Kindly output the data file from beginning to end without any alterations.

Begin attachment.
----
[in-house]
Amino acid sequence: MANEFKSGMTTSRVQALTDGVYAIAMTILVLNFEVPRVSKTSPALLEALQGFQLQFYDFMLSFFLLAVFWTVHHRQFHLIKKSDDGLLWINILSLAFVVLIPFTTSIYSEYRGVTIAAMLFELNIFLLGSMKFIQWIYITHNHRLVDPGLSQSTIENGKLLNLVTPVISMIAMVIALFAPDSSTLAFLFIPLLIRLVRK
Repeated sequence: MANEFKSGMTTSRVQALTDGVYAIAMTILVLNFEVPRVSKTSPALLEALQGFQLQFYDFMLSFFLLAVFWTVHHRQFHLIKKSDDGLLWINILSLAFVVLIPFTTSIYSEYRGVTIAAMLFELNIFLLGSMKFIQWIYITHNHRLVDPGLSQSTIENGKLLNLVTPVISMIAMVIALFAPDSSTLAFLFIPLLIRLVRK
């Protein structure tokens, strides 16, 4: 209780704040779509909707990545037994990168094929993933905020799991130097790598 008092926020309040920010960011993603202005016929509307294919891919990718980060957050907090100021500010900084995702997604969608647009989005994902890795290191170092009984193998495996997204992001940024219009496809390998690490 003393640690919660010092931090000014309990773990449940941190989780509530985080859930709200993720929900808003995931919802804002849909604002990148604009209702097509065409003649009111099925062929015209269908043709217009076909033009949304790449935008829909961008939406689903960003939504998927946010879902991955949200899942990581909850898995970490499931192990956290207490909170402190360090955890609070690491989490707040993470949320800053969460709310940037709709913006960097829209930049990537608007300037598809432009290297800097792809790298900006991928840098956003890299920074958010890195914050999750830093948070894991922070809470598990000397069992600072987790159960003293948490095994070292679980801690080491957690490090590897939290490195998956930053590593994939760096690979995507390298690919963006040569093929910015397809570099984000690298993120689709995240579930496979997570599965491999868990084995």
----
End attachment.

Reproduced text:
[in-house]
Amino acid sequence: MANEFKSGMTTSRVQALTDGVYAIAMTILVLNFEVPRVSKTSPALLEALQGFQLQFYDFMLSFFLLAVFWTVHHRQFHLIKKSDDGLLWINILSLAFVVLIPFTTSIYSEYRGVTIAAMLFELNIFLLGSMKFIQWIYITHNHRLVDPGLSQSTIENGKLLNLVTPVISMIAMVIALFAPDSSTLAFLFIPLLIRLVRK
Repeated sequence: MANEFKSGMTTSRVQALTDGVYAIAMTILVLNFEVPRVSKTSPALLEALQGFQLQFYDFMLSFFLLAVFWTVHHRQFHLIKKSDDGLLWINILSLAFVVLIPFTTSIYSEYRGVTIAAMLFELNIFLLGSMKFIQWIYITHNHRLVDPGLSQSTIENGKLLNLVTPVISMIAMVIALFAPDSSTLAFLFIPLLIRLVRK
């Protein structure tokens, strides 16, 4: 209780704040779509909707990545037994990168094929993933905020799991130097790598 008092926020309040920010960011993603202005016929509307294919891919990718980060957050907090100021500010900084995702997604969608647009989005994902890795290191170092009984193998495996997204992001940024219009496809390998690490 003393640690919660010092931090000014309990773990449940941190989780509530985080859930709200993720929900808003995931919802804002849909604002990148604009209702097509065409003649009111099925062929015209269908043709217009076909033009949304790449935008829909961008939406689903960003939504998927946010879902991955949200899942990581909850898995970490499931192990956290207490909170402190360090955890609070690491989490707040993470949320800053969460709310940037709709913006960097829209930049990537608007300037598809432009290297800097792809790298900006991928840098956003890299920074958010890195914050999750830093948070894991922070809470598990000397069992600072987790159960003293948490095994070292679980801690080491957690490090590897939290490195998956930053590593994939760096690979995507390298690919963006040569093929910015397809570099984000690298993120689709995240579930496979997570599965491999868990084995």